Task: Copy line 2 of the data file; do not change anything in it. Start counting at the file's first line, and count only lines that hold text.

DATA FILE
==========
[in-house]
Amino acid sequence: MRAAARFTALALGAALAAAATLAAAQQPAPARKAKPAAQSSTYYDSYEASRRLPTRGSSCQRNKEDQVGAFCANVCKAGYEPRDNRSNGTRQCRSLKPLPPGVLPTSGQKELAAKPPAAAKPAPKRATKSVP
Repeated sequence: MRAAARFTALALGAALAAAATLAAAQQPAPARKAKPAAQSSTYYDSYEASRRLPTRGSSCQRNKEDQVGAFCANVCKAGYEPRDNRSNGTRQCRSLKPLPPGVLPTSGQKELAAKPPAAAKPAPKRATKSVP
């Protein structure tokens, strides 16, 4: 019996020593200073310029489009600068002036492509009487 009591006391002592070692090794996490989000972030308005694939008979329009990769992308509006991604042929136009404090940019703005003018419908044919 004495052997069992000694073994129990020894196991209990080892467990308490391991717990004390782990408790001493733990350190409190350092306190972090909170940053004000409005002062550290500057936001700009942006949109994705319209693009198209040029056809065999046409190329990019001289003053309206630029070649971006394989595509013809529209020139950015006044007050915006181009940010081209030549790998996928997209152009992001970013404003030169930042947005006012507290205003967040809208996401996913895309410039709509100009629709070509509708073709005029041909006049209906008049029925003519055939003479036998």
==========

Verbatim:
Amino acid sequence: MRAAARFTALALGAALAAAATLAAAQQPAPARKAKPAAQSSTYYDSYEASRRLPTRGSSCQRNKEDQVGAFCANVCKAGYEPRDNRSNGTRQCRSLKPLPPGVLPTSGQKELAAKPPAAAKPAPKRATKSVP